[Viewpoint] Shifting gears on North Korea

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[Viewpoint] Shifting gears on North Korea


A source who is well versed in the collaboration between Seoul and Washington about their North Korea policy said the U.S. government has let the Korean government know about 80 percent of the results of former President Bill Clinton’s visit to North Korea. The other 20 percent is the subjective impression that he got while meeting and dining with Kim Jong-il, and the former U.S. president has shared this only with current President Barack Obama.

According to speculation within the Korean government, based on what it heard from the U.S., during his visit to Pyongyang, Clinton was under strict guidelines that he must not act as a negotiator on issues other than the release of American journalists.

Therefore, as for resolution of other North Korea issues, including its nuclear development programs, he explained only what he understood as the stance of the Obama administration, and nothing more.

Kim was a little disappointed, and gave a lengthy explanation about North Korea’s stance and delivered messages that he wished to be forwarded to Obama. Kim underscored that ending the U.S. hostile policy against North Korea was a precondition for improving the relationship between the two countries.

The starting point for calculating the effect of Clinton’s Pyongyang visit is finding out what Kim has gained from it. Kim scored many points domestically.

He was able to proclaim that the former U.S. president and husband of the secretary of state paid a courtesy call to the “Dear Leader,” provided an apology for the trespass of the American journalists into North Korean territory, and begged Kim to handle the affair with understanding.

To the outside world, Kim can present himself as a generous figure who pardoned the American journalists who had been sentenced to 12 years of forced labor.

Some experts on North Korea think that since Clinton gave a good explanation on Washington’s positions to Kim, the ball has now been tossed into North Korea’s court.

The U.S. maintains that the former U.S. president explained a realistic position that North Korea must not expect an improved relationship without denuclearization. North Korea is certainly more out of breath because of the United Nations-led sanctions and other additional measures that the U.S. is enforcing.

Nonetheless, since North Korea is a peculiar place accustomed to hanging on while being squeezed tightly, the United States cannot continue strangling it forever. Sanctions are a means to an end, not the goal themselves.

The U.S. pressure on North Korea is a forceful means aimed at making North Korea return to six-party talks with irreversible denuclearization measures that can be declared and monitored afterwards.

There will be a distinctive difference in temperature before and after Clinton’s visit to Pyongyang.

David E. Sanger, a journalist specializing in diplomacy and foreign affairs at The New York Times reported on Aug. 8 that the Obama administration was moving the focus of its policy slowly towards blocking North Korea’s export of its nuclear technology. The report reflects the change that is being sensed in Washington after Clinton’s visit to the communist country.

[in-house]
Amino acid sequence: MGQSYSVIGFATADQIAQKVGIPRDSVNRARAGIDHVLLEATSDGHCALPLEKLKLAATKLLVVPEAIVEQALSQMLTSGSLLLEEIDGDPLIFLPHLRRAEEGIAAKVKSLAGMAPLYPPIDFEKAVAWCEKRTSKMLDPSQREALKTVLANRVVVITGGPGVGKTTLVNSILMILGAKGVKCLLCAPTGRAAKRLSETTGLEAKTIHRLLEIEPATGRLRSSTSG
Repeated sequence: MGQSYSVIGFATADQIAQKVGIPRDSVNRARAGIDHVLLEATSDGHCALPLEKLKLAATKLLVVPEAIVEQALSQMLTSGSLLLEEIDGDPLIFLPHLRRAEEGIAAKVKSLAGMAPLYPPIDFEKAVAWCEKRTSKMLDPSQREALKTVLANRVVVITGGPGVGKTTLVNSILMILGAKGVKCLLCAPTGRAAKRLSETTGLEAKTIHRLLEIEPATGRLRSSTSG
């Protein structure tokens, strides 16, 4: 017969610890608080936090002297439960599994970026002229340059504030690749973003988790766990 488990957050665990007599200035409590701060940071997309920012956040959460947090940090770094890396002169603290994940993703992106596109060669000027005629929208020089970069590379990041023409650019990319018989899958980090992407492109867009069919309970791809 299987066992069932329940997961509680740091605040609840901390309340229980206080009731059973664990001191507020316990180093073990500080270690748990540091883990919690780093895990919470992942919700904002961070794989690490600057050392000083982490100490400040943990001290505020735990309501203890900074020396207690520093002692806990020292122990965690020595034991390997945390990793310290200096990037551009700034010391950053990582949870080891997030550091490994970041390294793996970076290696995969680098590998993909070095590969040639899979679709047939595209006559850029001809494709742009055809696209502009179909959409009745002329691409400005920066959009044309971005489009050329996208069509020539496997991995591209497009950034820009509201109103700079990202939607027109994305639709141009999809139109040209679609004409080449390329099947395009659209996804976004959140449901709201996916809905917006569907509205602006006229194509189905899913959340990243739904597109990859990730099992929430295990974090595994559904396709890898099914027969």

Sanger wrote that few of Obama’s aides believe that North Korea will give up nuclear weapons entirely. A short-term and realistic goal is to prevent Kim Jong-il from exporting technology for assembling nuclear weapons, earning money and gaining power, he added.

This is a meaningful message that means, regardless of the Obama administration’s official stance, a U.S. North Korea policy will be pursued with a new perception that North Korea will not give up its nuclear ambition.

That is the change in Washington that President Lee Myung-bak saw and heard at the Korea-U.S. summit meeting in June.

The international community’s sanctions on North Korea are stronger and more effective than any others of the past. On top of these, the United States has been by itself blocking North Korea’s channels for financial transaction with the outer world. If this continues for another half year, North Korea is likely to lose all its channels for financial transactions with the outer world except its accounts with a small amount of money at numerous banks in China.

The harsh situation is not unrelated to North Korea’s invitations to Clinton and Hyundai Chairwoman Hyun Jeong-eun.

The United States, encouraged by effects of sanctions, intends to push North Korea more. What’s important is to control the strength of sanctions. It is time to make accurate calculations as to what degree of pressure on North Korea must be made to maximize the effect, and make North Korea promise to implement promises and return to the six-party talks.

But the limit of sanctions must also be known. In other words, when will the North become desperate and cross a line to by conducting another nuclear test or missile launch?.

Since U.S.-North Korea relations have entered a new phase, a breakthrough for inter-Korean relations must be found at Kaesong and Mount Kumgang. After the release of the Hyundai Asan worker, it is important to make a proper response, taking into consideration the change in U.S.-North Korea relations.

The writer is a senior columnist of the JoongAng Ilbo.Translation by the JoongAng Daily staff.

by Kim Young-hie

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